Key questions for nurses caring for older people
Linda Nazarko, MSc, PG Dip, BSc, RN, OBE, FRCN, is visiting research fellow, London South Bank University, and visiting lecturer, King’s College, London.
1. Why do you need specialist skills to nurse older people?
Older adults are different from younger adults, since ageing affects anatomy and physiology and also outlook on life. Older people are more likely to have sensory deficits such as hearing or visual problems, and are more likely to develop cognitive problems; 25% of 85-year-olds have dementia. In addition, older people are more likely to have long-term conditions, complex care needs and are more likely to take medication. Ageing increases the risk of a person suffering adverse drug effects.
Older people are more vulnerable to infection. They can quickly lose mobility, continence and confidence if nursing care is not of the highest quality. Nurses with specialist skills can enable older people to recover and to function to capacity. Practitioners who lack specialist skills may consider that reversible changes cannot be treated.
2. What are the best ways to promote continence on hospital wards?
The most important thing to do is to recognise that incontinence is a symptom and not a disease. Nurses need to establish why each individual has continence problems and then use a problem-solving approach to promote continence. Many problems that cause incontinence are simple, and helping people to become mobile and use the toilet makes a huge difference. If the older person depends on nurses to take them to the toilet then it is vital to respond quickly as older people get less warning than younger people and find it difficult to wait. Nurses can start by learning how to do assessments - continence advisers or link nurses can provide details on education and training.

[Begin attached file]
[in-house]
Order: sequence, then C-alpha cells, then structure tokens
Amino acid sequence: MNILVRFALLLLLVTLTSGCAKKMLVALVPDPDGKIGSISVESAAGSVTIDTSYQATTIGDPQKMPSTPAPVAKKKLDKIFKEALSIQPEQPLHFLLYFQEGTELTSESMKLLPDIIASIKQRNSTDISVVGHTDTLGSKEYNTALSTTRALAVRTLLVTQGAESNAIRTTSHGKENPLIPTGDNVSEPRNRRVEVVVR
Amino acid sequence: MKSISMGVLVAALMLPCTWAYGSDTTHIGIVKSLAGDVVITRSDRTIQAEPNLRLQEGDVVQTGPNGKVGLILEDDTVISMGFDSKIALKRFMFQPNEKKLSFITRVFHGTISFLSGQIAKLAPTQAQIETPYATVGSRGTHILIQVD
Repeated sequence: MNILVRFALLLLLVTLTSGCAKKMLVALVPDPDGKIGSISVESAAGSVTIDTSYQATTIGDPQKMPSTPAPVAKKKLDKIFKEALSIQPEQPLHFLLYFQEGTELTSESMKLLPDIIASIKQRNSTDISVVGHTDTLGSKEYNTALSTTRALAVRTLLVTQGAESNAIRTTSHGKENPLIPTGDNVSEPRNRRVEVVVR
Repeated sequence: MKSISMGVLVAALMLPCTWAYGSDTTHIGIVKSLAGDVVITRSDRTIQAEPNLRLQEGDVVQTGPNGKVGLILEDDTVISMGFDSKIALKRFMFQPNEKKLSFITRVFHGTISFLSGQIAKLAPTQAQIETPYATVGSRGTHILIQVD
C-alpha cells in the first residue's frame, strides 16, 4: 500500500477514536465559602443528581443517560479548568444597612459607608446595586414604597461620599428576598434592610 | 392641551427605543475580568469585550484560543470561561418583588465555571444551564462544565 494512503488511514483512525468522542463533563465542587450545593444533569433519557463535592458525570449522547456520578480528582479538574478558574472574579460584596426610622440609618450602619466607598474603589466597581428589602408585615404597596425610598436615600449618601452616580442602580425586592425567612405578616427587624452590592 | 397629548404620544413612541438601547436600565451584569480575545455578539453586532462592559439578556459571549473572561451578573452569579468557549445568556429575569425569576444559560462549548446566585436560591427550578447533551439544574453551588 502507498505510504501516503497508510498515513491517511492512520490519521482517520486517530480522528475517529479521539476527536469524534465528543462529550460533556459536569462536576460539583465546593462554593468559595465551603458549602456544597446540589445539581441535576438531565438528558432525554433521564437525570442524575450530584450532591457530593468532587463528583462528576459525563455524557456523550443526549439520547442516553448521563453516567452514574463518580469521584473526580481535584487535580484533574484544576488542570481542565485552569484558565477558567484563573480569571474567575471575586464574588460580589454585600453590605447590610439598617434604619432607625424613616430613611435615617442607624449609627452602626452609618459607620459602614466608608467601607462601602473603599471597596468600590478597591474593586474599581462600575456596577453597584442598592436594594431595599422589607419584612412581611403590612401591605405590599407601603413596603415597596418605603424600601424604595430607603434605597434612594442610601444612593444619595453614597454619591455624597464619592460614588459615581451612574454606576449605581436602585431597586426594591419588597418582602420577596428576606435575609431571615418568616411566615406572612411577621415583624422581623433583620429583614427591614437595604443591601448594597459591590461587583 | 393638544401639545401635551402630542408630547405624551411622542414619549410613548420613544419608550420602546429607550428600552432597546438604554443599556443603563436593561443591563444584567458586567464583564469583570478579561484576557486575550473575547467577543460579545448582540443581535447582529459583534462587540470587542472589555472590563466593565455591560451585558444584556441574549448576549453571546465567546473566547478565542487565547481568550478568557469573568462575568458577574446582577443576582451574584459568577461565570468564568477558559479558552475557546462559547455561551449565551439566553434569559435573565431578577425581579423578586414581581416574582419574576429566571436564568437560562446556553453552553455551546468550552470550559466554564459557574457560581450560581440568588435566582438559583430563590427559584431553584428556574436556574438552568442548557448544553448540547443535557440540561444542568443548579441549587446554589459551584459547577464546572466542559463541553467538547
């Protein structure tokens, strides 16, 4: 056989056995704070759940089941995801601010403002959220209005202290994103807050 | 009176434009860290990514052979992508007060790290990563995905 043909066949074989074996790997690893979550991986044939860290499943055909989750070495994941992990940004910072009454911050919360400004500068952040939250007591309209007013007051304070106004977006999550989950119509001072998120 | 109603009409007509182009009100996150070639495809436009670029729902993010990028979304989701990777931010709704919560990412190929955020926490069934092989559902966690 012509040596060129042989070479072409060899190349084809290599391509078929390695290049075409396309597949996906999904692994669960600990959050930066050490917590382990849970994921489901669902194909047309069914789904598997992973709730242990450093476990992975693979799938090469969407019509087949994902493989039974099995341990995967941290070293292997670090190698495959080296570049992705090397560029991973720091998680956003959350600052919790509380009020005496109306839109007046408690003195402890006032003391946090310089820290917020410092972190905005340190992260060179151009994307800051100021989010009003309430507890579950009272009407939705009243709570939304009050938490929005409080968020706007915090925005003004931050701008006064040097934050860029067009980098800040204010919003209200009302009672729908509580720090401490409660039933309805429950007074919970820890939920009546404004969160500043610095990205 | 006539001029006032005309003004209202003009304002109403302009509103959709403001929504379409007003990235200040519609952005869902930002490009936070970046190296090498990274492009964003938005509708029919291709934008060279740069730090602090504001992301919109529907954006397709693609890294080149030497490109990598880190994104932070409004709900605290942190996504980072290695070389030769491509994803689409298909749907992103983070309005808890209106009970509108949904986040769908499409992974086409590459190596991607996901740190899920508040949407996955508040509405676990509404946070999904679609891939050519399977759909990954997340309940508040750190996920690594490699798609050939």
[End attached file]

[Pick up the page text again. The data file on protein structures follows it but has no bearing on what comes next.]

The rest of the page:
3. What can be done to prevent falling?
Falls can lead to loss of confidence, immobility, fractures and even death. Every year 310,000 older people in the UK sustain a fracture because of falls. Every five hours one older person dies because of a fall. NICE guidance requires nurses working with older people to develop and maintain competence in assessing and reducing falls risk. Falls prevention entails assessing factors relating to the person, the environment and care. Once problems have been identified, these should be modified whenever possible. If it is not possible to reduce risk factors nurses should use harm-minimisation strategies. They should ensure that they access training to help develop these skills. Some older people require specialist assessment and treatment. Each NHS trust is required to have a falls prevention service to carry out in-depth investigations on the reasons for falls and plan treatment to reduce risks.
4. How is it best to manage confusion in older patients?
It is important to establish if the older person is normally confused. Older people can become confused after surgery, and moving patients from ward to ward also increases this risk. Sometimes medication to treat pain, such as tramadol or codeine-based analgesics, can cause confusion. Sedatives and hypnotics can also increase confusion in older people. The older person may have an infection, although this can be difficult to diagnose. It is important that a person who becomes confused is assessed by a nurse specialist or a doctor so the causes can be identified and treated whenever possible.